Southeast
Robert Behre/Staff

SC - Editorial: Charleston beach access isn't getting any easier, so prepare for the chaos

One of the earliest signs of a budding conflict over driving to a Charleston area beach was actually a missing sign.

One of the earliest signs of a budding conflict over driving to a Charleston area beach was actually a missing sign.

In May 1962, the repeated theft of street signs on Sullivan’s Island made headlines; more than 30 had been stolen in recent months, costing the town about $500 and causing headaches for local officials, such as Assistant Fire Chief James J. Rowland, who also painted the town’s signs.

“We don’t put those signs up just to decorate the area,” he told a News and Courier reporter. “They are there for a specific and important purpose.” One missing sign warned of parking that blocked a beach access road. “The road,” he said, “is used to get emergency equipment to the water in case of drowning or other emergencies. To block that road could easily cost someone’s life.”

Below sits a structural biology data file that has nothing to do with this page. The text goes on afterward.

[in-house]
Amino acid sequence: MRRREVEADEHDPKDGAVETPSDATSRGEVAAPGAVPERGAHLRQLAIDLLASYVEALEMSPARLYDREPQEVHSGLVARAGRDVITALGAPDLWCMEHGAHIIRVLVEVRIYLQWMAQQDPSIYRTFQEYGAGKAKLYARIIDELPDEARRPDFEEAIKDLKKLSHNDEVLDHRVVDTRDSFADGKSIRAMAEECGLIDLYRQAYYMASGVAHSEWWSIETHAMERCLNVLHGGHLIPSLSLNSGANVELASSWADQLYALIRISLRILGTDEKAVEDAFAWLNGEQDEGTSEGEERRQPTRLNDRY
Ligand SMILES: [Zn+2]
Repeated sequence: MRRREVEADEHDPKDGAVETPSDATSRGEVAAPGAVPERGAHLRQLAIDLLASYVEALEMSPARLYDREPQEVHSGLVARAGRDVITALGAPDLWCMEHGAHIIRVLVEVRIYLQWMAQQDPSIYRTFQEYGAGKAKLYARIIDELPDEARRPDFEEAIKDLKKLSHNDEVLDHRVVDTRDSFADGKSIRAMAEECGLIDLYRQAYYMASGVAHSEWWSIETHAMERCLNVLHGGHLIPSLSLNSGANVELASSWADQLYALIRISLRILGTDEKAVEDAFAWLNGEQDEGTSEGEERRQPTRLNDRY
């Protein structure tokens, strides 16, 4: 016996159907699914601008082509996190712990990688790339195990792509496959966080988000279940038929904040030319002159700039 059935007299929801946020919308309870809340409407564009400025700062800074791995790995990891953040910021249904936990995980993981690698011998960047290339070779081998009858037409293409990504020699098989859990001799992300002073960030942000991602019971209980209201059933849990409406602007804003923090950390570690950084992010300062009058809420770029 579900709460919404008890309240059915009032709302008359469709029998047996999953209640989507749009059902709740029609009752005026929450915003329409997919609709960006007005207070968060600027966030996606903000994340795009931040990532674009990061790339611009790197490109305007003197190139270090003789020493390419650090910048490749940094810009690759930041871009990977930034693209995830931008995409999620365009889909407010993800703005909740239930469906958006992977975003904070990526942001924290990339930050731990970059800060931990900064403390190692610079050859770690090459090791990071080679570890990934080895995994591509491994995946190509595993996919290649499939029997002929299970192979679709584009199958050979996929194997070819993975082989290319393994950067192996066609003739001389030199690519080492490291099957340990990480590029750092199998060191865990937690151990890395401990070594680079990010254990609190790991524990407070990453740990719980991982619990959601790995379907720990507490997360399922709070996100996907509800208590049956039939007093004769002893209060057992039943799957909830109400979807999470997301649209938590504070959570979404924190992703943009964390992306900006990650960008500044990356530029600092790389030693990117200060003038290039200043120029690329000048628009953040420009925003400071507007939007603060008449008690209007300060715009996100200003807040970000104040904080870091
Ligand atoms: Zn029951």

Suffice it to say the challenges around local beach access have evolved since then, but as many will discover as this Memorial Day weekend rolls around and as the weather and water get warmer, they certainly haven’t gotten any easier.

In fact, the tension between island residents and the growing number of people who drive to these communities to spend a day at the beach reached a crescendo last year, after several barrier island leaders voted to restrict access significantly as COVID-19 arrived. Those restrictions were peppered with growing tensions over where day-trippers may and may not park their cars — and how much they may be charged to park.

The dust-up even led to a new state law, sponsored by state Sen. Larry Grooms, whose district includes Mount Pleasant and some residents most upset by the new limits on access. The law, which Gov. Henry McMaster signed last week, clarifies that the S.C. Department of Transportation has the right to do what it always thought it had the right to do: namely, veto any parking restrictions island communities want to place on state-owned roads.

Read more.